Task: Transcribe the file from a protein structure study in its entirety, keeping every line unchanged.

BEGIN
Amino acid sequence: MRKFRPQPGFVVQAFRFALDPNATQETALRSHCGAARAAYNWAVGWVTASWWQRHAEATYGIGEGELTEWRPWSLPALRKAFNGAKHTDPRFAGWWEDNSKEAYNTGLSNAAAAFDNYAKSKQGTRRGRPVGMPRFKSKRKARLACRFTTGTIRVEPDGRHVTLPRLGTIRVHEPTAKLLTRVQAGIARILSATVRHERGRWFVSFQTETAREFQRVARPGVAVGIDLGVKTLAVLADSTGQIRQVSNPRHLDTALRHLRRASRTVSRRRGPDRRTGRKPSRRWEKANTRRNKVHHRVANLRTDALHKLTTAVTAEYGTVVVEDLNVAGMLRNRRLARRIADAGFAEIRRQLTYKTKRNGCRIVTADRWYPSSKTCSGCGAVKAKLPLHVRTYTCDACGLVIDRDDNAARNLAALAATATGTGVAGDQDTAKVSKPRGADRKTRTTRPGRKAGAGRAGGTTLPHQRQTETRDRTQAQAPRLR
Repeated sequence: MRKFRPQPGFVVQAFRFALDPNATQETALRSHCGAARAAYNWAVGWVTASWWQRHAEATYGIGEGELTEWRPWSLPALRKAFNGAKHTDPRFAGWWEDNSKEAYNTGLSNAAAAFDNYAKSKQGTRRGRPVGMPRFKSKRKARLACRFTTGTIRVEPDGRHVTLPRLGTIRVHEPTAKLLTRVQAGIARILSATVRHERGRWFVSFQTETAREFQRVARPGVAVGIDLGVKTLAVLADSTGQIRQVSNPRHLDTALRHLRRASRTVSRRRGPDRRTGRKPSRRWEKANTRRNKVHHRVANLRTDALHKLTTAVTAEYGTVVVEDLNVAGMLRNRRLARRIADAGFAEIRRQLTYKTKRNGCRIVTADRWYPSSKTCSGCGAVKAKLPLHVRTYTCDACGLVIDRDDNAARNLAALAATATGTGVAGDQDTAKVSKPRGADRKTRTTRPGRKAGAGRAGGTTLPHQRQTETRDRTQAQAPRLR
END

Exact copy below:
Amino acid sequence: MRKFRPQPGFVVQAFRFALDPNATQETALRSHCGAARAAYNWAVGWVTASWWQRHAEATYGIGEGELTEWRPWSLPALRKAFNGAKHTDPRFAGWWEDNSKEAYNTGLSNAAAAFDNYAKSKQGTRRGRPVGMPRFKSKRKARLACRFTTGTIRVEPDGRHVTLPRLGTIRVHEPTAKLLTRVQAGIARILSATVRHERGRWFVSFQTETAREFQRVARPGVAVGIDLGVKTLAVLADSTGQIRQVSNPRHLDTALRHLRRASRTVSRRRGPDRRTGRKPSRRWEKANTRRNKVHHRVANLRTDALHKLTTAVTAEYGTVVVEDLNVAGMLRNRRLARRIADAGFAEIRRQLTYKTKRNGCRIVTADRWYPSSKTCSGCGAVKAKLPLHVRTYTCDACGLVIDRDDNAARNLAALAATATGTGVAGDQDTAKVSKPRGADRKTRTTRPGRKAGAGRAGGTTLPHQRQTETRDRTQAQAPRLR
Repeated sequence: MRKFRPQPGFVVQAFRFALDPNATQETALRSHCGAARAAYNWAVGWVTASWWQRHAEATYGIGEGELTEWRPWSLPALRKAFNGAKHTDPRFAGWWEDNSKEAYNTGLSNAAAAFDNYAKSKQGTRRGRPVGMPRFKSKRKARLACRFTTGTIRVEPDGRHVTLPRLGTIRVHEPTAKLLTRVQAGIARILSATVRHERGRWFVSFQTETAREFQRVARPGVAVGIDLGVKTLAVLADSTGQIRQVSNPRHLDTALRHLRRASRTVSRRRGPDRRTGRKPSRRWEKANTRRNKVHHRVANLRTDALHKLTTAVTAEYGTVVVEDLNVAGMLRNRRLARRIADAGFAEIRRQLTYKTKRNGCRIVTADRWYPSSKTCSGCGAVKAKLPLHVRTYTCDACGLVIDRDDNAARNLAALAATATGTGVAGDQDTAKVSKPRGADRKTRTTRPGRKAGAGRAGGTTLPHQRQTETRDRTQAQAPRLR